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What makes a Compelling Antagonist

Join us as we explore the prevalent representations of villains in literature and film. From the dark reflections of our protagonists to the heroes of their own story, let's explore the world of villainy in depth.

Antagonists can make or break a story. Make sure that yours suits the mould.

Hey, Authocrats! Joseph here.

I often like to remind myself that we are living in the age of nuanced storytelling. If a novel is going to stand out amongst the swathes of stories out there, then it is going to have to do something wholly different with the established framework in order to stand out in today’s saturated markets.

In other words, you have to put your own spin on the formula.

Heroes and villains… they’ve all been done before. The ancient Egyptians dreamt up the God Set to aggrivate the Sun God Ra long before the Greeks even began telling stories. Good, evil – it’s a matter of “Been there, done that, got the t-shirt.”

But don’t be dismayed. If anything, this is inspiration! Use it!

So, without further ado, here is a not at all comprehensive list of the various tropes of villainy expressed in storytelling thus far. Adapt one if you wish, or simply invert expectations and create a villain that defies all previous tropes.

The choice is yours, Authocrats. Choose wisely…

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The Dark Reflection

There’s a reason they are called “antagonists.”

Villains are a dark reflection of the protagonist in motivation and means. They are stubborn and un-moving, everything that the protagonist shouldn’t be.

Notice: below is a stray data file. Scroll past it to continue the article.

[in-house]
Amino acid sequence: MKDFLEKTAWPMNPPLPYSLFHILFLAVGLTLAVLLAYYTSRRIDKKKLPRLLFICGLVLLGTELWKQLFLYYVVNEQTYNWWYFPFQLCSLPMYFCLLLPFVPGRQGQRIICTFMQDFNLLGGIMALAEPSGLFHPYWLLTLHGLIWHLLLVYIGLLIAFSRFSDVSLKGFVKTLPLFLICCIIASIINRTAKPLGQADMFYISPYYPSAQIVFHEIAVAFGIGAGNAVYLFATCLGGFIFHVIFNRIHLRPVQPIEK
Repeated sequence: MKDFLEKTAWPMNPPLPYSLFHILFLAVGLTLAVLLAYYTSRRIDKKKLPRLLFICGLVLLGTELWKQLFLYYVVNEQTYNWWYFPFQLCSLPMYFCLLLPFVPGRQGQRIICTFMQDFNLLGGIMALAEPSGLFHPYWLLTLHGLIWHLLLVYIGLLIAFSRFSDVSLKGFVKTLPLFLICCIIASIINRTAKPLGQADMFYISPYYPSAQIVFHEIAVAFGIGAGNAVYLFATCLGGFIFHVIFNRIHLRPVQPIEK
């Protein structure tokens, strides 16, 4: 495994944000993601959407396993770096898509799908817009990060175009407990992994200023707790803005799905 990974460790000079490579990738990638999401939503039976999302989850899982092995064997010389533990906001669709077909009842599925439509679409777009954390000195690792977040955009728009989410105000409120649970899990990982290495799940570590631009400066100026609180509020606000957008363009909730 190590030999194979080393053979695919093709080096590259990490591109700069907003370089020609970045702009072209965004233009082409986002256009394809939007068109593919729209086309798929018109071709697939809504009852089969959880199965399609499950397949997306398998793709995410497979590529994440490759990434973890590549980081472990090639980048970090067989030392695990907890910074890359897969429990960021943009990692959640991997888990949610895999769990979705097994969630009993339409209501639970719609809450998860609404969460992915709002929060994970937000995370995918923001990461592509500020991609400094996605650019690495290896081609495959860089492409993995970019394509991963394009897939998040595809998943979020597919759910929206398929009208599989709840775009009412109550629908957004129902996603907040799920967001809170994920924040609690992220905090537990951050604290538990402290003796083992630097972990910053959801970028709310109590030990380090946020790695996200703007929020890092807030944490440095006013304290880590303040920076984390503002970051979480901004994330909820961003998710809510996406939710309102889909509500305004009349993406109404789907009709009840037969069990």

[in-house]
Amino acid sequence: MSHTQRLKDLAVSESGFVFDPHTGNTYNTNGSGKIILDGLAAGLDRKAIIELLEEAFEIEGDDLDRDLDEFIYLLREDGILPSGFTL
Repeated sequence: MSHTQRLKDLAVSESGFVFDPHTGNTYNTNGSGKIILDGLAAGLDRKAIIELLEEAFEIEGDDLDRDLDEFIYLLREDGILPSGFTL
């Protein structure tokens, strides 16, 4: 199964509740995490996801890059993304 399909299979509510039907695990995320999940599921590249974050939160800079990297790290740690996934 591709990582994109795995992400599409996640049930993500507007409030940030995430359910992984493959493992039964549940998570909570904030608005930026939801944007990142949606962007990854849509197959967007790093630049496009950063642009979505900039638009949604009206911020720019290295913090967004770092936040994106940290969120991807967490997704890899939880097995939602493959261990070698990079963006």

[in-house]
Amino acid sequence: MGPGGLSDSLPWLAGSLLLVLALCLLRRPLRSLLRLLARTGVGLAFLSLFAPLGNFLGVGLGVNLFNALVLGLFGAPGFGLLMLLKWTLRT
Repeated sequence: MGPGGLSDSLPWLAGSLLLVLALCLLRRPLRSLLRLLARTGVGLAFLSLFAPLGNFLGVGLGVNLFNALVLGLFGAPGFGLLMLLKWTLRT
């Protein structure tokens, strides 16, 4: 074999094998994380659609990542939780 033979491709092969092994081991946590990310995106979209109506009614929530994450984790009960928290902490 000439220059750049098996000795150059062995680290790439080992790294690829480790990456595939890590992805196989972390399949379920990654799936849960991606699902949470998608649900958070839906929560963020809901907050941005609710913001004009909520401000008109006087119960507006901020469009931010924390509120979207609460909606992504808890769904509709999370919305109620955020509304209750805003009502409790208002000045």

Let’s use the first Iron Man (2008) film as an example.

As well as being a phenomenally well-written, character-driven first entry into the movie-going phenomenon that is the MCU, it is also a prime example of a villain that is the dark reflection of the hero.

The Ironmonger, A.K.A. Jeff Bridges’ Obadiah Stane, is everything that Tony Stark WAS. He’s a high-ranking and wealthy member of the weapon’s manufacturing elite without a care beyond his company’s yearly figures.

Obadiah Stane represents everything that Tony Stark left behind and rose above. He is a dark reflection of what our hero would be should he have not embarked on his hero’s journey in the first place.

That is what makes this film work. Ironmonger’s dark reflection of the protagonist serves to solidify the hero’s battle within himself. Stane is a villain that is the part of Tony he wished to quash. 

He is Tony.

There are plenty of representations of these types of villains in popular culture, so we’ve listed some of them with their heroic counterparts down below!

Ironmonger to Tony Stark – Iron Man
Darth Vader to Luke Skywalker – The Original Star Wars Trilogy
Voldemort to Harry Potter – The Harry Potter Series
Marley to Scrooge – A Christmas Carol
Sauron to Gandalf – The Lord of the Rings

And many, many more…